Friday, September 28, 2012

Box of Ideas
There is something about getting a package in the mail that makes one giddy.  You want to rip open your package and enjoy whatever surprise awaits you inside.  Such was the case when we received the Box of Ideas package in the mail to review.    I sat the box unopened on the desk in the kitchen and each member of my family asked, “what’s that?”  However, the lucky kid who would actually get to use the box asked, “is that for me?”  With my “yes” she was off to discover and explore the contents of that mysterious box.

BoxofIdeas_SaltBox.jpg I didn’t examine the box with my 11 year old initially but I let her discover it on her own.  The next two days I heard “mom, this is soooo cool!”  I saw charts and documents on my fridge that she added to on a daily basis.  I saw her examining nutrition labels before eating and working undeterred at her desk with that big white box.  Now, I had to discover for myself what all the excitement was about.

We reviewed the Salt Box.  The rectangular shaped black and white box includes 10 self contained modules that delves into the history, geography, language, science, and other topics related to salt.  Who knew there was so much to learn about salt?  Each module is neatly packaged with everything you need for that particular module.  There is a background sheet with information to read including links to further investigate the topic.  After the reading, there is a hands-on activity to reinforce the concept the student just read about.  You don’t have to do the modules in order but my dear daughter started with Module 1 – Need For Salt. 

In this module, she was able to read about the human body’s need for salt and was sent on a trip to investigate the sodium content of the foods we most commonly eat.  This led to a trip through my pantry which she listed, on a chart provided with the module, all the foods we had that were high in sodium and low in sodium.  There were also two colorful food sheets which are now on my fridge, that lists the sodium content of common foods including foods from McDonald’s, Pizza hut, Subway, and Taco Bell.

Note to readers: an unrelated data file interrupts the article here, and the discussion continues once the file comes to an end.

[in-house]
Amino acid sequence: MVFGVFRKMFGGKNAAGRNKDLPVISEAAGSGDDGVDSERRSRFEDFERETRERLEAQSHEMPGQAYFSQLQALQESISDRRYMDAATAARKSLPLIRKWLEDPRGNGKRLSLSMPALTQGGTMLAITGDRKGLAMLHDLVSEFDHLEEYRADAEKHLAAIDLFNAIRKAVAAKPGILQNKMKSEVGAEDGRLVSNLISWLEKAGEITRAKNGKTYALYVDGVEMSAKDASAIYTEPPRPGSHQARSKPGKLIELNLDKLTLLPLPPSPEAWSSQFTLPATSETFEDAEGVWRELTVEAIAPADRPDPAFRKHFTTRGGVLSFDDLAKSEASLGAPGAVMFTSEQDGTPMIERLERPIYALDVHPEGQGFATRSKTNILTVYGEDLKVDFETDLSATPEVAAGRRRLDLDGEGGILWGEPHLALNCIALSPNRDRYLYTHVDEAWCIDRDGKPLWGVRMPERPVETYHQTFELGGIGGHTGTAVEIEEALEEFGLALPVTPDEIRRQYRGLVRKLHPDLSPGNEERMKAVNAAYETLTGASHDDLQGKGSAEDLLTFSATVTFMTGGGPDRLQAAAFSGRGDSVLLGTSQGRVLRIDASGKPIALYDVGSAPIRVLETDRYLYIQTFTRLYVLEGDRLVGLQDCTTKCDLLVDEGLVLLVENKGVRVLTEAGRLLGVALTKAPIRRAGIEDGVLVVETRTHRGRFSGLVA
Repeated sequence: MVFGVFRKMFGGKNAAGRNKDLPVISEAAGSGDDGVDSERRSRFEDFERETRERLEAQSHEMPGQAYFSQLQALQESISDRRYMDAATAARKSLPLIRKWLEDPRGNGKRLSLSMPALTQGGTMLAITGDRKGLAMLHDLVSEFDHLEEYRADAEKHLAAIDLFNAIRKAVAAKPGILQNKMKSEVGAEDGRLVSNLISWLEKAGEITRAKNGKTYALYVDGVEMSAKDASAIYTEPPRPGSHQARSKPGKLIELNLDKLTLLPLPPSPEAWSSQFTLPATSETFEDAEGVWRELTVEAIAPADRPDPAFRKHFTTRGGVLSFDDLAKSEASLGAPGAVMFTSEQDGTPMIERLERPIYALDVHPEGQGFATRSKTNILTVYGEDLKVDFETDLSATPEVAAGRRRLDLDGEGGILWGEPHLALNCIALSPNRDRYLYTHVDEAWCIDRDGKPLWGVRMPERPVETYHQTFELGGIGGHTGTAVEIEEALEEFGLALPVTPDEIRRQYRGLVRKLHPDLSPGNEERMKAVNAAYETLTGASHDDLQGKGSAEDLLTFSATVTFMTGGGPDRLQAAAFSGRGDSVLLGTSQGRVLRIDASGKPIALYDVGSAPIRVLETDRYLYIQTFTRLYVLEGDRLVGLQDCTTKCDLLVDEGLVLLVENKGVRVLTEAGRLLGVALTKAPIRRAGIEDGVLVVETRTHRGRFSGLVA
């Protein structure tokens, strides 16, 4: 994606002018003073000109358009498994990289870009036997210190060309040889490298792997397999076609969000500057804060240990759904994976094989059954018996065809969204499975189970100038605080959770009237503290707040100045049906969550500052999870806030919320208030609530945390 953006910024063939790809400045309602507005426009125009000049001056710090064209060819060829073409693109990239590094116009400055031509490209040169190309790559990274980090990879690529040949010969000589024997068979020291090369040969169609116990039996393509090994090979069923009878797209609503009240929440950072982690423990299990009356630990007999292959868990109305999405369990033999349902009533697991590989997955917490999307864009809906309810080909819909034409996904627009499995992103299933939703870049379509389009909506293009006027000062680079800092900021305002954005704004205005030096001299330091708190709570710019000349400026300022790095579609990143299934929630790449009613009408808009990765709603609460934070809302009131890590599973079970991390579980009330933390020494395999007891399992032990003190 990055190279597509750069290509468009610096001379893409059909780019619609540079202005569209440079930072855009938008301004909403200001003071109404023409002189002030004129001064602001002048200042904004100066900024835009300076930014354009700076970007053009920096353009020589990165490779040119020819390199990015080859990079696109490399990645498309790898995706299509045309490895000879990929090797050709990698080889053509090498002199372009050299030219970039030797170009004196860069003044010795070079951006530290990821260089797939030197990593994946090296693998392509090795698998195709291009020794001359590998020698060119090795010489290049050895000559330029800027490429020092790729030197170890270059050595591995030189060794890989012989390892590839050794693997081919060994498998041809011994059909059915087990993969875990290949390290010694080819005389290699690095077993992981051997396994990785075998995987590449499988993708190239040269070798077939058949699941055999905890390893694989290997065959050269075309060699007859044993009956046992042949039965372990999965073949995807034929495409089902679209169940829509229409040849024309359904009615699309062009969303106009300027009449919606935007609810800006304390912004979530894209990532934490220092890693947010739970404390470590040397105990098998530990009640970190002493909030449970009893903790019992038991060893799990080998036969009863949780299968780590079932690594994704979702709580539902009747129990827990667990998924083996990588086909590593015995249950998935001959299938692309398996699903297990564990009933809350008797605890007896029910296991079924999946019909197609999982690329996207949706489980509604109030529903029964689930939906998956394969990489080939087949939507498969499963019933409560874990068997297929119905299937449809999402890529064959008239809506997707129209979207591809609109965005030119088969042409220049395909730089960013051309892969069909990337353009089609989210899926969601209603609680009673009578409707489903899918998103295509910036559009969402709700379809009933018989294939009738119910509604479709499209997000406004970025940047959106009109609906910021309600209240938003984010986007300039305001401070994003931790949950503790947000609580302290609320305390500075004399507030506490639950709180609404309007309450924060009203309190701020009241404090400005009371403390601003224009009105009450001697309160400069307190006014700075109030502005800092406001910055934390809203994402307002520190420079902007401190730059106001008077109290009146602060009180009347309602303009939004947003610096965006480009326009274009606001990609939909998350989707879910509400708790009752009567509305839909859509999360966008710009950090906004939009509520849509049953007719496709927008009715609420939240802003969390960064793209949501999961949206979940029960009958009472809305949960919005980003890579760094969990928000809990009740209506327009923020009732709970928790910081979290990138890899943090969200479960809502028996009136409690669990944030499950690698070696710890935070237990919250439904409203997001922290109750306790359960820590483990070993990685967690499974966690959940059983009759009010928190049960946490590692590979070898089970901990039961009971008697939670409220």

She worked independently on the first 3 modules of the Box.  She placed all of her findings from these modules in a 3 ring binder.  It is an impressive presentation of colorful bar charts that show where so much of the Earth’s salt is produced, an article of salt mines in the news, and pictures of salt habitats.  Great stuff!  One module included a game board and a map for the student to match salt facts presented on card stock with the country the fact referred to.  The game activity left room for the student to include facts of their own but my daughter was inspired to take the concept to create her own “matching” game.  This module sparked a lot of her own creativity and reinforced our own geography lessons as we are focusing on countries and cultures this year.  I love when this happens – cross curriculum reinforcement.  

At this point, I jumped into the box (well, not literally) to discover it for myself.  My daughter wanted to do the last module which included an experiment which examined the question of which salt has the greatest affect on the freezing point of ice.  This exercise was a gentle introduction to the world of science labs which she will do next year in 7th grade.  She had to predict what she thought would happen and record her results and her experiment form.

We have thoroughly enjoyed this curriculum.  I believe it falls into the category of being a unit study.  I know there are more themed boxes in development.  Ideally, each box focuses on the age range of 9-16. Currently you can purchase Salt, World Word II, Eleven, Quilting, Pigs and Laundry – such a random list of topics.  The Box of Ideas curriculum box can be purchased at for $79 or you can purchase the PDF download for $49.  In my opinion, opening the box and discovering all of the units is part of the fun.  It is great to further delve into a topic that may be briefly covered in one’s main curriculum or to completely go down a rabbit trail and discover something new.  This is how we used this curriculum – a rabbit trail adventure. 

My 6th grader often finishes her work before everyone else.  She likes to stay on task and checks off the boxes on her weekly lesson grid.  It is motivating for her to know that she has completed everything on time or ahead of time.  Most kids would read but she isn’t an avid reader.  Having something like Box of Ideas is just what she needs when she is finished all of her school work.   It is engaging, educational, and fun.

The only one suggestion I would make to improve the curriculum is to label each module 1-10.  Sometimes it was hard to know which module we had completed and which one we wanted to discover next.  We had to open the plastic holder and look inside to see if we had in fact completed that module.  A number system would help to keep it all straight.  Otherwise each module was nicely packaged with labels listing what was inside and what was needed to complete it.  

See what my other "crew mates" thoughts of Box of Ideas here.

Disclaimer: As a member of the TOS Crew, I received this product, at no cost to me, in exchange for my honest review. All opinions are mine.

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